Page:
It was not clear Monday which programs would be most affected by a freeze. Administration officials said Obama would not freeze spending across the board but would increase investments in some agencies while slashing others. For example, Democrats are eager to offer additional help to a struggling middle class.
Administration officials have said that goal would not conflict with deficit-reduction efforts. But the tension between them was on display Monday as Obama rolled out a list of relatively inexpensive initiatives to help middle-class families. Most of them were included in the budget he sent to Congress last year but were never funded, according to Democratic congressional aides.
They include nearly doubling the child- and dependent-care tax credit for families making less than $85,000 a year; limiting a student's federal loan payments to 10 percent of income above his basic living allowance; creating a system of automatic workplace retirement savings accounts; expanding tax credits to match retirement savings; and expanding elder-care help for the "sandwich generation" of baby boomers caring for parents as well as children.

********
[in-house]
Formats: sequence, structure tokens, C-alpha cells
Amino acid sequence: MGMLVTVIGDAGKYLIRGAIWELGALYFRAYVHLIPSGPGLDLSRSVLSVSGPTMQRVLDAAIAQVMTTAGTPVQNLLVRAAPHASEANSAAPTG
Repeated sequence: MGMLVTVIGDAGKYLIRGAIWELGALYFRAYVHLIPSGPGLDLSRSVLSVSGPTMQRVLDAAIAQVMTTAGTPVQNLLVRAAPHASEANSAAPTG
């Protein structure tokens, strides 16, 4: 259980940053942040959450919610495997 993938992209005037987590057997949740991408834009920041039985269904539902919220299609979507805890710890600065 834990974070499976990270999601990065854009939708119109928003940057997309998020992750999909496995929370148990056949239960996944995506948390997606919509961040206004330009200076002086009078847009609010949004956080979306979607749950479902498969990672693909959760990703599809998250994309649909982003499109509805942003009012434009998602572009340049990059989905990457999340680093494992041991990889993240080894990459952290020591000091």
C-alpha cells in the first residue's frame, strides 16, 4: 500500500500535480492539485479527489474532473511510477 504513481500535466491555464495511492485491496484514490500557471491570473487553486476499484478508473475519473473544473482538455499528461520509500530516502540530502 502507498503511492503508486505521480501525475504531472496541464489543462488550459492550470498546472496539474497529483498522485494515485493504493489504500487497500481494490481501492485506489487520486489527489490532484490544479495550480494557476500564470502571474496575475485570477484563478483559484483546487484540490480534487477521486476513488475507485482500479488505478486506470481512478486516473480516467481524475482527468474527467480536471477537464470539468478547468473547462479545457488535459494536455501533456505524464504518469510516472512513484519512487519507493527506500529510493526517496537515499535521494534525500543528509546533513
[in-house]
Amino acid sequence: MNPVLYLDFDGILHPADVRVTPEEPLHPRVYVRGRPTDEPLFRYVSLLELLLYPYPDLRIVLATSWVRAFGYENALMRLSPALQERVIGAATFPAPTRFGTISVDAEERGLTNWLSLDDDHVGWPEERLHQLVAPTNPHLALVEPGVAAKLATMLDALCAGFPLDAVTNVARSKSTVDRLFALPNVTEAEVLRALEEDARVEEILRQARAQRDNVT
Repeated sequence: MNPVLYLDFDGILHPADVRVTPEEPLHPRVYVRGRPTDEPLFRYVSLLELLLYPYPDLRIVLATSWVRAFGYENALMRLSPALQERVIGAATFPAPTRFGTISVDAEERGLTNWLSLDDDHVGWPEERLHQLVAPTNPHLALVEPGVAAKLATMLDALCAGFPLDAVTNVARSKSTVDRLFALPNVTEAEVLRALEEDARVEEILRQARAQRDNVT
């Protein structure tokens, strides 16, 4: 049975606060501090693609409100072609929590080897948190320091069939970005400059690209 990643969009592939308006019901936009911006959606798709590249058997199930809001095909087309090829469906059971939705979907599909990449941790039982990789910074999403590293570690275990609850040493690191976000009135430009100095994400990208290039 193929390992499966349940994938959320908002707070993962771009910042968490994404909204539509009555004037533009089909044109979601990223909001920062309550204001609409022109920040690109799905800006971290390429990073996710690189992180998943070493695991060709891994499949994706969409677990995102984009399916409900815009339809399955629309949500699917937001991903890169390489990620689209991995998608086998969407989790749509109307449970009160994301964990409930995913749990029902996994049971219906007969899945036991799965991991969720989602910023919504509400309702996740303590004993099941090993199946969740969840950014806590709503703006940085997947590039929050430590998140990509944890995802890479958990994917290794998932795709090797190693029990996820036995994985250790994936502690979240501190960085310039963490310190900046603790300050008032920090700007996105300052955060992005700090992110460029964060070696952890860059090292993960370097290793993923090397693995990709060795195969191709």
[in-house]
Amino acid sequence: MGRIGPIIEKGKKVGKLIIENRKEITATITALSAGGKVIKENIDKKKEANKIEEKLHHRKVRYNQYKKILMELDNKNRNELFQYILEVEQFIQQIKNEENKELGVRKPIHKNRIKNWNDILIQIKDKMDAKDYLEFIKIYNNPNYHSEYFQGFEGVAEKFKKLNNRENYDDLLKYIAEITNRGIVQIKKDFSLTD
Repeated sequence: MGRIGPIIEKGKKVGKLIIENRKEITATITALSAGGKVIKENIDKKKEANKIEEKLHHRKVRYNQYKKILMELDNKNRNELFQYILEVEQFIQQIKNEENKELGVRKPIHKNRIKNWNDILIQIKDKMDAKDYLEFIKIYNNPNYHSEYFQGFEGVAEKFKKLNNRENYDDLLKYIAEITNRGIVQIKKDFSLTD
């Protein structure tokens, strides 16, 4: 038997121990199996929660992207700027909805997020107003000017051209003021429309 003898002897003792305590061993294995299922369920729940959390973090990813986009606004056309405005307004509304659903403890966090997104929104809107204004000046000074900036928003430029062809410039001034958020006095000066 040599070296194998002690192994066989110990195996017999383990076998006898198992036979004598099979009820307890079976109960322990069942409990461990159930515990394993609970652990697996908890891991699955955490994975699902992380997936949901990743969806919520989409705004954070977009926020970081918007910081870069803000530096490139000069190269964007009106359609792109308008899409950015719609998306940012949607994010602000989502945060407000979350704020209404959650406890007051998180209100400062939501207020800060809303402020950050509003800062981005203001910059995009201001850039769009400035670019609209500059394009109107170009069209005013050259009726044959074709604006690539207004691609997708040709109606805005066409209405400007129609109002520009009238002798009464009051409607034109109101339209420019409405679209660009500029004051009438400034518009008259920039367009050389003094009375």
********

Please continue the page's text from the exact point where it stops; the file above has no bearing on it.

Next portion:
"We're going to keep fighting to rebuild our economy so that hard work is once again rewarded, wages and incomes are once again rising, and the middle class is once again growing," Obama said in unveiling the list at the Eisenhower Executive Office Building. "Above all, we're going to keep fighting to renew the American dream and keep it alive — not just in our time, but for all time."